Over the past decades, there has been a growing interest in exploring innovative ways to minimise the environmental footprint of coastal developments and in nature-based approaches for shoreline protection. At Mubarraz Island near Abu Dhabi (UAE), an international oil company beneficially reused ~12 million m³ of dredged material to protect pipelines, construct a causeway and create mangrove habitat to manage coastal erosion. This ‘Working with Nature’ approach has provided a cost-effective nature-based solution for shoreline protection, with added benefits for biodiversity conservation.
In June 2019, the research team of the LIFE MARINAPLAN PLUS project began operating the first-of-a-kind demonstration plant installation at the harbour entrance of Marina di Cervia (Italy). Fulfilling the project’s objective to apply at industrial scale a reliable technology for the sustainable management of sediment in marine infrastructures, this technology prevents harbour silting through the use of submerged devices called ‘ejectors’ installed on the seabed.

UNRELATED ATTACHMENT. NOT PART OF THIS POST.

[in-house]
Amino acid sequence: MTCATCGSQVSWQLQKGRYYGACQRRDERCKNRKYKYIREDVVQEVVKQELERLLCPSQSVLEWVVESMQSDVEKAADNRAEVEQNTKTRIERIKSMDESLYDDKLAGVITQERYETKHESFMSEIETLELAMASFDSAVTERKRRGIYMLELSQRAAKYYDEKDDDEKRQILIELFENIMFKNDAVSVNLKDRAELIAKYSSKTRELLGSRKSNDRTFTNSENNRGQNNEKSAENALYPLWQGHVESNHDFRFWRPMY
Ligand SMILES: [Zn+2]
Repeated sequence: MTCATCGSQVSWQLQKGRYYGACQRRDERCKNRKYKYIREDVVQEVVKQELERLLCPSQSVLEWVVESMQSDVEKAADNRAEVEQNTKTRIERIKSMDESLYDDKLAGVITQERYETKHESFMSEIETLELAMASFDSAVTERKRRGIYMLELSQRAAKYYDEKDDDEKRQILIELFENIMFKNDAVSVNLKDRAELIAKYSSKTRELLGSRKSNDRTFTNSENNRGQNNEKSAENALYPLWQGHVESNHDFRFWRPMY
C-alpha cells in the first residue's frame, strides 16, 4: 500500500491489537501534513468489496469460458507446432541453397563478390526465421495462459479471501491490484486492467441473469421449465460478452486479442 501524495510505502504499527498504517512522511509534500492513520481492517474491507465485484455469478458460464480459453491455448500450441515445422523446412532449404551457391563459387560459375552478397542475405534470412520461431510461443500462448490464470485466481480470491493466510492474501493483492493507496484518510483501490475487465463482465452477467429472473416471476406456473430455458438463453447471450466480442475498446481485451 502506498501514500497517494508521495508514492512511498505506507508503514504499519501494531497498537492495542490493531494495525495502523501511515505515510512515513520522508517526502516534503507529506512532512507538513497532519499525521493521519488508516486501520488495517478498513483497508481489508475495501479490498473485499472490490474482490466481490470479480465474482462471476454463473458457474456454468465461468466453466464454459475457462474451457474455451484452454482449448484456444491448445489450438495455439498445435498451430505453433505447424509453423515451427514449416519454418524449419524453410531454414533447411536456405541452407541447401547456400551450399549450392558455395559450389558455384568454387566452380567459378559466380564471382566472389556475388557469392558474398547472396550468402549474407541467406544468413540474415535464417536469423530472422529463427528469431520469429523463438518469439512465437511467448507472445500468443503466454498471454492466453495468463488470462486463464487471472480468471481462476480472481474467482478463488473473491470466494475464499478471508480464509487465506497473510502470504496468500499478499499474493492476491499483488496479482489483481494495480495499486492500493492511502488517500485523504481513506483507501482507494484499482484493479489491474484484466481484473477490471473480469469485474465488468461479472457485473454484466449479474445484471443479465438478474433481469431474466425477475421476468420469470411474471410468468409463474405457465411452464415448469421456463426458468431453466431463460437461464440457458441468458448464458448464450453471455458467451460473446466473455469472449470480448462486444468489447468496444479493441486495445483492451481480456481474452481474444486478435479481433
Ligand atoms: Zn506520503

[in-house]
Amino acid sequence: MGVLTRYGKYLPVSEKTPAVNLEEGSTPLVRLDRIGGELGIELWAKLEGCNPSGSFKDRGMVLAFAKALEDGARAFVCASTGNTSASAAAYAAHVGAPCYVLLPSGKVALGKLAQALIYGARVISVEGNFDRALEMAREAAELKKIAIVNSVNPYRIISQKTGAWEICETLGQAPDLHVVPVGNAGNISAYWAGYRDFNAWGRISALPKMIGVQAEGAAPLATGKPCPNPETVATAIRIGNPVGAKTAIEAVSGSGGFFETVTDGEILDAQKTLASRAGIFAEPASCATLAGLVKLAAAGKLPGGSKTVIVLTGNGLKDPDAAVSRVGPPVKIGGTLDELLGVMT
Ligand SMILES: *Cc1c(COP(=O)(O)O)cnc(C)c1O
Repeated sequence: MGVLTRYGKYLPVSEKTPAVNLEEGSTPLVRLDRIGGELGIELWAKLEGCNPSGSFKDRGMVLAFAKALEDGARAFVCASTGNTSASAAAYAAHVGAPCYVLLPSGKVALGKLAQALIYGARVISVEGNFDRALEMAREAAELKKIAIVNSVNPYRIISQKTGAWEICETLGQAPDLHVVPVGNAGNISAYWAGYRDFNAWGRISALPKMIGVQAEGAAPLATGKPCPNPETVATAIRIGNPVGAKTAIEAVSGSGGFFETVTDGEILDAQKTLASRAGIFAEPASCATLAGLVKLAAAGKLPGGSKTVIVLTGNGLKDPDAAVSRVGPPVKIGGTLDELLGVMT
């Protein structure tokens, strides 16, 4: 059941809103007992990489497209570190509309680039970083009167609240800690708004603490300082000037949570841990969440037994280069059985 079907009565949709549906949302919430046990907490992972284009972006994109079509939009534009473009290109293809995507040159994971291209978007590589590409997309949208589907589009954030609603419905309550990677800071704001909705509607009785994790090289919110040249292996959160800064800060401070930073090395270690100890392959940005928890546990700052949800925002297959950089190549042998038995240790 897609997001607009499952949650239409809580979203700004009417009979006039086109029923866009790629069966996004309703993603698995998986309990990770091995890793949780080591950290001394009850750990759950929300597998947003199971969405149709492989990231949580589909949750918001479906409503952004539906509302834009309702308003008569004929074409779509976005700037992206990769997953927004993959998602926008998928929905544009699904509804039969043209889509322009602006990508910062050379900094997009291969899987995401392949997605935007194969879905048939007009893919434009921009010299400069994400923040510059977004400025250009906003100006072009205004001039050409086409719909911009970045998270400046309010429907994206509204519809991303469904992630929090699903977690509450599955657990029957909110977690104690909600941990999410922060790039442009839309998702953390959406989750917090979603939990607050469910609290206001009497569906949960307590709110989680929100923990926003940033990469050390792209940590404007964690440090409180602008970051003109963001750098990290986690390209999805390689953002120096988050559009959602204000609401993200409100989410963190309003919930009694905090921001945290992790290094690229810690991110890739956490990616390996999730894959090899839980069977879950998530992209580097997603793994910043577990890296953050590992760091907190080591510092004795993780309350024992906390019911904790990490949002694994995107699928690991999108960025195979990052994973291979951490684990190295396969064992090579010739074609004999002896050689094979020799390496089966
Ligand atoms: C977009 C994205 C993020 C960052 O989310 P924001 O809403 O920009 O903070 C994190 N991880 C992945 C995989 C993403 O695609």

Managing sediments, especially from dredging, is important for the management of estuaries and coastal areas. When implemented in the right way, a sediment management strategy can be qualified as a nature-based solution as it uses the physical processes of erosion and sedimentation to create added value. There is a need for an evaluation of sediment strategies and the habitats that are created for a wider range of objectives than only biodiversity and nature conservation. The concept of ecosystem services provides this broader framework.
Can nature-based solutions be mainstream solutions? Nature-based solutions have obvious advantages but have not been embraced at wider scale. The barriers which can hinder wide-scale application and the topic’s relevance to the dredging community are discussed.
The Bacton Sandscaping scheme is a large-scale beach nourishment designed to protect the Bacton Gas Terminal from cliff and beach erosion while also reducing flood and erosion risk to the communities of Bacton and Walcott, buying the time they need for adaptation to coastal change.
This study examines which and, if possible, how much more ecosystem services are provided by the most recent nature inspired coastal protection project Prins Hendrik Zanddijk, in comparison with a traditional concrete and asphalt construction.
CEDA’s Working Group on Beneficial Use aims to inspire sediment stakeholders and practitioners by describing the importance of sediments in the context of sustainable development and sharing a curated selection of case studies.